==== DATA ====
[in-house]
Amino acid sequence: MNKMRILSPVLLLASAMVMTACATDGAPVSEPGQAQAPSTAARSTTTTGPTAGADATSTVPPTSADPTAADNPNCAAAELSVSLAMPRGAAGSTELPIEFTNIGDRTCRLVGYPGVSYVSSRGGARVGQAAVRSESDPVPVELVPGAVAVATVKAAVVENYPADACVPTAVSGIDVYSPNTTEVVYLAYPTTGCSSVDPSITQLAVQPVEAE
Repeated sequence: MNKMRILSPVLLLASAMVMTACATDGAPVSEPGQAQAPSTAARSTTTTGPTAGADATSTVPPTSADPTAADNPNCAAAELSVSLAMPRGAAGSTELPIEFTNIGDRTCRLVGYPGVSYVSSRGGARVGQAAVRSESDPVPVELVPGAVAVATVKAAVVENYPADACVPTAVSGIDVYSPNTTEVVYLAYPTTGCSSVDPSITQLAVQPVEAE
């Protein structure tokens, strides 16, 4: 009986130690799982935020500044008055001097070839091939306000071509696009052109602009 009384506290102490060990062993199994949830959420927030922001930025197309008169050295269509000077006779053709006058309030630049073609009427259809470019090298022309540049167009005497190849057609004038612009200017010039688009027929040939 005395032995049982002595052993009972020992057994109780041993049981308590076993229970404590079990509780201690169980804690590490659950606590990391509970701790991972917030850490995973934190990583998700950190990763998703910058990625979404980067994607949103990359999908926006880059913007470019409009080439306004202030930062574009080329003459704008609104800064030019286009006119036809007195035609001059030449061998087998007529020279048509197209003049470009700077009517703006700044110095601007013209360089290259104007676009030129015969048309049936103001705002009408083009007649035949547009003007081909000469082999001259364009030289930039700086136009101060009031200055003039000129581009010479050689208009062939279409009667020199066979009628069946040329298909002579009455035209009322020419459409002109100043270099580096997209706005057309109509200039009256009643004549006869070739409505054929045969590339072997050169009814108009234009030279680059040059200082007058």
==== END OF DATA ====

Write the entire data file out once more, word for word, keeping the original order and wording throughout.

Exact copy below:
[in-house]
Amino acid sequence: MNKMRILSPVLLLASAMVMTACATDGAPVSEPGQAQAPSTAARSTTTTGPTAGADATSTVPPTSADPTAADNPNCAAAELSVSLAMPRGAAGSTELPIEFTNIGDRTCRLVGYPGVSYVSSRGGARVGQAAVRSESDPVPVELVPGAVAVATVKAAVVENYPADACVPTAVSGIDVYSPNTTEVVYLAYPTTGCSSVDPSITQLAVQPVEAE
Repeated sequence: MNKMRILSPVLLLASAMVMTACATDGAPVSEPGQAQAPSTAARSTTTTGPTAGADATSTVPPTSADPTAADNPNCAAAELSVSLAMPRGAAGSTELPIEFTNIGDRTCRLVGYPGVSYVSSRGGARVGQAAVRSESDPVPVELVPGAVAVATVKAAVVENYPADACVPTAVSGIDVYSPNTTEVVYLAYPTTGCSSVDPSITQLAVQPVEAE
């Protein structure tokens, strides 16, 4: 009986130690799982935020500044008055001097070839091939306000071509696009052109602009 009384506290102490060990062993199994949830959420927030922001930025197309008169050295269509000077006779053709006058309030630049073609009427259809470019090298022309540049167009005497190849057609004038612009200017010039688009027929040939 005395032995049982002595052993009972020992057994109780041993049981308590076993229970404590079990509780201690169980804690590490659950606590990391509970701790991972917030850490995973934190990583998700950190990763998703910058990625979404980067994607949103990359999908926006880059913007470019409009080439306004202030930062574009080329003459704008609104800064030019286009006119036809007195035609001059030449061998087998007529020279048509197209003049470009700077009517703006700044110095601007013209360089290259104007676009030129015969048309049936103001705002009408083009007649035949547009003007081909000469082999001259364009030289930039700086136009101060009031200055003039000129581009010479050689208009062939279409009667020199066979009628069946040329298909002579009455035209009322020419459409002109100043270099580096997209706005057309109509200039009256009643004549006869070739409505054929045969590339072997050169009814108009234009030279680059040059200082007058």